This year marks the sixth year of Artsfest hosted by the University of Wolverhampton. Traditionally they work with cultural venues across the region to programme a variety of events including live performances, workshops, theatre shows, music, poetry, art exhibitions, and lots more to get involved with. Despite the challenging times we all find ourselves in Artsfest still want to bring art to you. They have put together a programme of insightful and inspiring online artists’ talks. The BCSC will be highlighting events over coming weeks!

This week, on Wednesday 24th June at 5pm, join poet Liz Berry and artist Tom Hicks (Black Country Type) in live online conversation about their respective practices and forthcoming collaboration, followed by Q&A. Hosted by Black Country writer Kerry Hadley-Pryce. Book now!

Liz Berry Tom Hicks

Liz Berry was born in the Black Country and now lives in Birmingham. Her first book of poems, Black Country (Chatto 2014), described as a ‘sooty, soaring hymn to her native West Midlands’ (Guardian) was a Poetry Book Society Recommendation, received a Somerset Maugham Award and won the Geoffrey Faber Memorial Award and Forward Prize for Best First Collection 2014. Her pamphlet The Republic of Motherhood (Chatto, 2018) was a Poetry Book Society Pamphlet choice and the title poem won the Forward Prize for Best Single Poem 2018. Liz is a patron of Writing West Midlands and works as a tutor for organisations including the Arvon Foundation and The Poetry School.

https://www.lizberrypoetry.co.uk/

Black Country Type is Tom Hicks; an artist, writer and curator from Kingswinford. Black Country Type is an ongoing photographic project. In this series of images he applies his unique aesthetic to the region, focusing on words, typography, handmade lettering and signs. He also photographs ‘types’ of architectural features, objects and the post-industrial landscape of the area.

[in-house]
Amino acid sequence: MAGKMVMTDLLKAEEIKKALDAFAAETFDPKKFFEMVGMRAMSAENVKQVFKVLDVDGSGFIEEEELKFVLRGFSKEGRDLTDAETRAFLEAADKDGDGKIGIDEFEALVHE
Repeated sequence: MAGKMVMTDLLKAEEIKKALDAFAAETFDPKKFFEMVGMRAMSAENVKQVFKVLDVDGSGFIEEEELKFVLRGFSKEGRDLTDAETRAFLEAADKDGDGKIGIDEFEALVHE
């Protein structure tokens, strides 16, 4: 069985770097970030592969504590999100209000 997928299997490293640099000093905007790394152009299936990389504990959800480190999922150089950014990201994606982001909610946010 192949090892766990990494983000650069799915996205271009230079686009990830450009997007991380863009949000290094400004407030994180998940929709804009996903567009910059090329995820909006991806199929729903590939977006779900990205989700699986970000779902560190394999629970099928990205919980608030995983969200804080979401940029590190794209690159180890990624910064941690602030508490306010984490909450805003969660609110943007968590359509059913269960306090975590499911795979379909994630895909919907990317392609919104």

https://www.blackcountrytype.com/

Instagram.com/blackcountrytype

Kerry Hadley-Pryce was born in the Black Country. She worked nights in a Wolverhampton petrol station before becoming a secondary school teacher. She wrote her first novel, The Black Country, whilst studying for an MA in Creative Writing at the Manchester Writing School at Manchester Metropolitan University, for which she gained a distinction and was awarded the Michael Schmidt Prize for Outstanding Achievement 2013–14. She is currently a PhD student there, researching Psychogeography and Black Country Writing. Gamble is her second novel.

https://kerryhadley-pryce.weebly.com/

Book your tickets here. 
Find out more about Artsfest and University of Wolverhampton School of Art.